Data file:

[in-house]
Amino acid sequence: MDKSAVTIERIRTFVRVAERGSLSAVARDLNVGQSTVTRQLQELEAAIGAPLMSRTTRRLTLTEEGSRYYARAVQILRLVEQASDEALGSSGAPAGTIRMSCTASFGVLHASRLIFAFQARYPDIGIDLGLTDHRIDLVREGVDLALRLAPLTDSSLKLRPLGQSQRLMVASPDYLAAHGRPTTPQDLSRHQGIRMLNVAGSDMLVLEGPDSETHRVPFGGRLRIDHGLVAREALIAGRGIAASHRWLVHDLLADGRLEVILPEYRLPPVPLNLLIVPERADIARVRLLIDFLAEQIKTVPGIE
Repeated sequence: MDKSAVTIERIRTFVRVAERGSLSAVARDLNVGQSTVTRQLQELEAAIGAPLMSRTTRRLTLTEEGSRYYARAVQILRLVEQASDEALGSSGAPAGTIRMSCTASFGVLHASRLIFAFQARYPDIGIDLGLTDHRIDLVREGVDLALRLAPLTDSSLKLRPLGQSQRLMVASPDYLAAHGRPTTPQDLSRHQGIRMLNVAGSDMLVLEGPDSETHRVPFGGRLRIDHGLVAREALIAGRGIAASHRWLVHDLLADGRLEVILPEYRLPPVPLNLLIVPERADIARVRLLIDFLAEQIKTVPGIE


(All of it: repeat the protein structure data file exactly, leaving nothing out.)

[in-house]
Amino acid sequence: MDKSAVTIERIRTFVRVAERGSLSAVARDLNVGQSTVTRQLQELEAAIGAPLMSRTTRRLTLTEEGSRYYARAVQILRLVEQASDEALGSSGAPAGTIRMSCTASFGVLHASRLIFAFQARYPDIGIDLGLTDHRIDLVREGVDLALRLAPLTDSSLKLRPLGQSQRLMVASPDYLAAHGRPTTPQDLSRHQGIRMLNVAGSDMLVLEGPDSETHRVPFGGRLRIDHGLVAREALIAGRGIAASHRWLVHDLLADGRLEVILPEYRLPPVPLNLLIVPERADIARVRLLIDFLAEQIKTVPGIE
Repeated sequence: MDKSAVTIERIRTFVRVAERGSLSAVARDLNVGQSTVTRQLQELEAAIGAPLMSRTTRRLTLTEEGSRYYARAVQILRLVEQASDEALGSSGAPAGTIRMSCTASFGVLHASRLIFAFQARYPDIGIDLGLTDHRIDLVREGVDLALRLAPLTDSSLKLRPLGQSQRLMVASPDYLAAHGRPTTPQDLSRHQGIRMLNVAGSDMLVLEGPDSETHRVPFGGRLRIDHGLVAREALIAGRGIAASHRWLVHDLLADGRLEVILPEYRLPPVPLNLLIVPERADIARVRLLIDFLAEQIKTVPGIE